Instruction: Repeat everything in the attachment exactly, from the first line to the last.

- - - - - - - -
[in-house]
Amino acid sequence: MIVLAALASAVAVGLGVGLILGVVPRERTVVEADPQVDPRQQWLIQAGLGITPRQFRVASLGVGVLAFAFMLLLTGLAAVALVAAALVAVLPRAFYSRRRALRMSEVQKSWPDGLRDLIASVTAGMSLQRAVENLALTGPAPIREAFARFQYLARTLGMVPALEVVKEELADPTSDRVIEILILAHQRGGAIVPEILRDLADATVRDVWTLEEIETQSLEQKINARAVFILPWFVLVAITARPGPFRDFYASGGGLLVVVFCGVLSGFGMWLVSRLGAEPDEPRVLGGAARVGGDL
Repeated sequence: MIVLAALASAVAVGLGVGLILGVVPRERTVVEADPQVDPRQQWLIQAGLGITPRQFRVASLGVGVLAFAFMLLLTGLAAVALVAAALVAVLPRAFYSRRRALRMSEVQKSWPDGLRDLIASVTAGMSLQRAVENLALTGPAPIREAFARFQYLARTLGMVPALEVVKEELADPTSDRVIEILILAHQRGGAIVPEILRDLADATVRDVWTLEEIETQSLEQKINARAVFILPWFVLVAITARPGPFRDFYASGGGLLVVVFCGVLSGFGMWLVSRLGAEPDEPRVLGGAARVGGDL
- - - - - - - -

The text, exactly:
[in-house]
Amino acid sequence: MIVLAALASAVAVGLGVGLILGVVPRERTVVEADPQVDPRQQWLIQAGLGITPRQFRVASLGVGVLAFAFMLLLTGLAAVALVAAALVAVLPRAFYSRRRALRMSEVQKSWPDGLRDLIASVTAGMSLQRAVENLALTGPAPIREAFARFQYLARTLGMVPALEVVKEELADPTSDRVIEILILAHQRGGAIVPEILRDLADATVRDVWTLEEIETQSLEQKINARAVFILPWFVLVAITARPGPFRDFYASGGGLLVVVFCGVLSGFGMWLVSRLGAEPDEPRVLGGAARVGGDL
Repeated sequence: MIVLAALASAVAVGLGVGLILGVVPRERTVVEADPQVDPRQQWLIQAGLGITPRQFRVASLGVGVLAFAFMLLLTGLAAVALVAAALVAVLPRAFYSRRRALRMSEVQKSWPDGLRDLIASVTAGMSLQRAVENLALTGPAPIREAFARFQYLARTLGMVPALEVVKEELADPTSDRVIEILILAHQRGGAIVPEILRDLADATVRDVWTLEEIETQSLEQKINARAVFILPWFVLVAITARPGPFRDFYASGGGLLVVVFCGVLSGFGMWLVSRLGAEPDEPRVLGGAARVGGDL